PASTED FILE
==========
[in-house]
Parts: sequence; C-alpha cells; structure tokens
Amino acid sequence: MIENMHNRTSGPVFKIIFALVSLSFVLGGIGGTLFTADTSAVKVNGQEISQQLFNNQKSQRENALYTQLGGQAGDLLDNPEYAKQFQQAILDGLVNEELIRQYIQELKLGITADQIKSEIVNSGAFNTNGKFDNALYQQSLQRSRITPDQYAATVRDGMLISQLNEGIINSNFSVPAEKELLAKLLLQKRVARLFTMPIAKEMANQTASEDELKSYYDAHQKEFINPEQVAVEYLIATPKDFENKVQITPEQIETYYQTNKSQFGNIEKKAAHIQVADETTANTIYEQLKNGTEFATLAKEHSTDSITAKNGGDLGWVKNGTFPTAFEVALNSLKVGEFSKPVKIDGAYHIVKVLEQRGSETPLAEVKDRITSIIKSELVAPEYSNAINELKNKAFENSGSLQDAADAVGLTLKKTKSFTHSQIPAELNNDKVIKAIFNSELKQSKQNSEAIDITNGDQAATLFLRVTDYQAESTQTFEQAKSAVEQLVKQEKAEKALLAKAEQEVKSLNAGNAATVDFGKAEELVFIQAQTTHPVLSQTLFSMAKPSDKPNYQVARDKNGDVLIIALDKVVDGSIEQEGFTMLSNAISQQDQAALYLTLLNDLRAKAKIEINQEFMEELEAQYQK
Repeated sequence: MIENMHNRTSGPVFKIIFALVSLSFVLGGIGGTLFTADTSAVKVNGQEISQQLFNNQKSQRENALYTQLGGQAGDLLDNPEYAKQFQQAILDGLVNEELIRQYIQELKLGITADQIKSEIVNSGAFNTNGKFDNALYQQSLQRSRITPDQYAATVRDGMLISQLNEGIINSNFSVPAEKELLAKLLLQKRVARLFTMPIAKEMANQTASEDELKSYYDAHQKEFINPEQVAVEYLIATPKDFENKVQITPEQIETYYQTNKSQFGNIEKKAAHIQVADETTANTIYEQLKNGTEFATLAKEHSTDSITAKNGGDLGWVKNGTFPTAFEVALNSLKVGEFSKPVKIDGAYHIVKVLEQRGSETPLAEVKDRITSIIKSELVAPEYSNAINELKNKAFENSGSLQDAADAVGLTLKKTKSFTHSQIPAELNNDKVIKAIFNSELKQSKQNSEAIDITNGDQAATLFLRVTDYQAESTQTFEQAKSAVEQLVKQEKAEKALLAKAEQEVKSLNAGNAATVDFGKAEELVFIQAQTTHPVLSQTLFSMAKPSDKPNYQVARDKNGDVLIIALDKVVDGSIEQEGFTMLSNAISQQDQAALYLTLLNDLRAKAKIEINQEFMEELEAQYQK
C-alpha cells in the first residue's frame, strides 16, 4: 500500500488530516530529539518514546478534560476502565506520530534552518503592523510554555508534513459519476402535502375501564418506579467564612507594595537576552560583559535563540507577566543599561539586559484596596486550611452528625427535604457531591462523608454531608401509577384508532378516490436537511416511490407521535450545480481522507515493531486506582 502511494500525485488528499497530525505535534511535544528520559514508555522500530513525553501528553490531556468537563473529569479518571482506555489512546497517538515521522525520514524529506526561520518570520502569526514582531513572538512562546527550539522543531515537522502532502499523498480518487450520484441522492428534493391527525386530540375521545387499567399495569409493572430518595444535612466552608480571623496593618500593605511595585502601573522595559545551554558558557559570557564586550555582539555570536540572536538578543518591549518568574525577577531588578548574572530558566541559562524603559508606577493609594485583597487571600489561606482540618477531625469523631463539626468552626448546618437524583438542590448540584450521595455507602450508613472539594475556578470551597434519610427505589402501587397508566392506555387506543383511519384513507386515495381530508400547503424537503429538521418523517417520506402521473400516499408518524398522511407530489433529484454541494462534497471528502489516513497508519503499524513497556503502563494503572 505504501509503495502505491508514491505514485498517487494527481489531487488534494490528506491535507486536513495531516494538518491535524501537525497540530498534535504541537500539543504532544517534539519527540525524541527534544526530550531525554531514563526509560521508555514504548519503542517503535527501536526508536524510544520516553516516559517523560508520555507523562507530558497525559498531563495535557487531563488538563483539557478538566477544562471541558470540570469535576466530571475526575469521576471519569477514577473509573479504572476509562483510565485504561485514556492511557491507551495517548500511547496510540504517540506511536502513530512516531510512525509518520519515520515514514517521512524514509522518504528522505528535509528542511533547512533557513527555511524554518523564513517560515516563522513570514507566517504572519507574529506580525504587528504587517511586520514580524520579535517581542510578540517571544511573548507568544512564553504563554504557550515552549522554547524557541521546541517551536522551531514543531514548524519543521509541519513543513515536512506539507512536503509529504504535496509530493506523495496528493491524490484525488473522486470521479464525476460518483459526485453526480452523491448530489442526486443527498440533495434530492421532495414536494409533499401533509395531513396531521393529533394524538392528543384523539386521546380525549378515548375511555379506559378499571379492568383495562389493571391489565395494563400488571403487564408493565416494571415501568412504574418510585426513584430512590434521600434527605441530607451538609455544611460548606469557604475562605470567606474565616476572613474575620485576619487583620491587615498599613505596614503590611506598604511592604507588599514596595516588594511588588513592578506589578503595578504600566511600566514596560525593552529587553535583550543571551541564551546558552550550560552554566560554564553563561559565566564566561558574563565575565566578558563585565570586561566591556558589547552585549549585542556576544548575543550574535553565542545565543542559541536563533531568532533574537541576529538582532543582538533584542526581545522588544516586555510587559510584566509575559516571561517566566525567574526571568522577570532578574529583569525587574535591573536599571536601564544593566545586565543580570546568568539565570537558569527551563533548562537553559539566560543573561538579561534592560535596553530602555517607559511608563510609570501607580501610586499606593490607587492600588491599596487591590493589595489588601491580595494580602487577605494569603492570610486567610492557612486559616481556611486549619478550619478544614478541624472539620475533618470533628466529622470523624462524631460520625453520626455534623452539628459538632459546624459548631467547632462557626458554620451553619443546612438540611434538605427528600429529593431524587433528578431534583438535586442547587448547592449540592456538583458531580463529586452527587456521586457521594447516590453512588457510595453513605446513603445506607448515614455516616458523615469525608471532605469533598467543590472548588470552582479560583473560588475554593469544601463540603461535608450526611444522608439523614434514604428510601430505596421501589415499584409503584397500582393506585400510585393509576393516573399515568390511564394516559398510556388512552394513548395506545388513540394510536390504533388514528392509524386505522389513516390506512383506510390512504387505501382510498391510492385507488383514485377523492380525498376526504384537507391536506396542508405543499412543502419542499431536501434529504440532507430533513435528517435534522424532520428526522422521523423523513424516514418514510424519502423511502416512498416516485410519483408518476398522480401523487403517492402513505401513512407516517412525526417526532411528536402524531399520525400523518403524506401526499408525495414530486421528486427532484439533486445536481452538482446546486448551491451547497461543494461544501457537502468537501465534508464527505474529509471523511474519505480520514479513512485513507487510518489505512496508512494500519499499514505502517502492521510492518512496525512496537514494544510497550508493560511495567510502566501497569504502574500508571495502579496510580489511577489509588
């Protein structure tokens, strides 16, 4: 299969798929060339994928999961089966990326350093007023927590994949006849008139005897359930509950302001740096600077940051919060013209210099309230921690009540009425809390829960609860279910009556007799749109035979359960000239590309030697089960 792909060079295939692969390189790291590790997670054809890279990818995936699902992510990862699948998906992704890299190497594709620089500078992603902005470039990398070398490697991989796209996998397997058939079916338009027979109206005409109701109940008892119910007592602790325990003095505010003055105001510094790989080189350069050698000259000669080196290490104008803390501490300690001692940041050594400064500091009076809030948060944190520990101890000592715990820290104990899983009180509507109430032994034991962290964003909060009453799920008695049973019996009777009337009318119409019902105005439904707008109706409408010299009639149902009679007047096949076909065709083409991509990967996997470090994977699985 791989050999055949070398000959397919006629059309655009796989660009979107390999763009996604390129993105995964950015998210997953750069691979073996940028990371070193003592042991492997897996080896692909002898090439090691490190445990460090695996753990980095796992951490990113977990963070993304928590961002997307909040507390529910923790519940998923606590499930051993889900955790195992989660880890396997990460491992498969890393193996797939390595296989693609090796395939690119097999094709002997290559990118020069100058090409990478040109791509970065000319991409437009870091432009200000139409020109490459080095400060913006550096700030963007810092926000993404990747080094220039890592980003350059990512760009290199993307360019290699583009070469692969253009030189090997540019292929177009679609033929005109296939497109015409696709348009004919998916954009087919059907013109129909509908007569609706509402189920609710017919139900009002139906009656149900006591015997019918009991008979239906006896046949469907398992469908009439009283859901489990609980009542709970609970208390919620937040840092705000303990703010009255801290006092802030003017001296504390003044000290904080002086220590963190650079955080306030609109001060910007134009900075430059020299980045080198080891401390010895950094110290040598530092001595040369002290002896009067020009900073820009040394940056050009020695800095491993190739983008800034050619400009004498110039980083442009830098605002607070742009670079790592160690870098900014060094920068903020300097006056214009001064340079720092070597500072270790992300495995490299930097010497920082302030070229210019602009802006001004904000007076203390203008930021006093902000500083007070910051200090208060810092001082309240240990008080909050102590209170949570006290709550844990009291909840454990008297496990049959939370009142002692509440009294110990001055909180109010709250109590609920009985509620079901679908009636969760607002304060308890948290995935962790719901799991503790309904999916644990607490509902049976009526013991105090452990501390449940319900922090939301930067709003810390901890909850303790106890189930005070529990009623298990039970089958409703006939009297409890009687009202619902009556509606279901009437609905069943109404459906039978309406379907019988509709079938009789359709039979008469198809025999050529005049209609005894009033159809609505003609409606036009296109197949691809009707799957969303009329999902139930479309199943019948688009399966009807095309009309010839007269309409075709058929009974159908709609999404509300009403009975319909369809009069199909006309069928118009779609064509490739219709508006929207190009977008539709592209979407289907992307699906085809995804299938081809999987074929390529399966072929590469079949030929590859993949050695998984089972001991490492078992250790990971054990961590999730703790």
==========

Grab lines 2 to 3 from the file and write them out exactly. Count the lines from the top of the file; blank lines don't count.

Parts: sequence; C-alpha cells; structure tokens
Amino acid sequence: MIENMHNRTSGPVFKIIFALVSLSFVLGGIGGTLFTADTSAVKVNGQEISQQLFNNQKSQRENALYTQLGGQAGDLLDNPEYAKQFQQAILDGLVNEELIRQYIQELKLGITADQIKSEIVNSGAFNTNGKFDNALYQQSLQRSRITPDQYAATVRDGMLISQLNEGIINSNFSVPAEKELLAKLLLQKRVARLFTMPIAKEMANQTASEDELKSYYDAHQKEFINPEQVAVEYLIATPKDFENKVQITPEQIETYYQTNKSQFGNIEKKAAHIQVADETTANTIYEQLKNGTEFATLAKEHSTDSITAKNGGDLGWVKNGTFPTAFEVALNSLKVGEFSKPVKIDGAYHIVKVLEQRGSETPLAEVKDRITSIIKSELVAPEYSNAINELKNKAFENSGSLQDAADAVGLTLKKTKSFTHSQIPAELNNDKVIKAIFNSELKQSKQNSEAIDITNGDQAATLFLRVTDYQAESTQTFEQAKSAVEQLVKQEKAEKALLAKAEQEVKSLNAGNAATVDFGKAEELVFIQAQTTHPVLSQTLFSMAKPSDKPNYQVARDKNGDVLIIALDKVVDGSIEQEGFTMLSNAISQQDQAALYLTLLNDLRAKAKIEINQEFMEELEAQYQK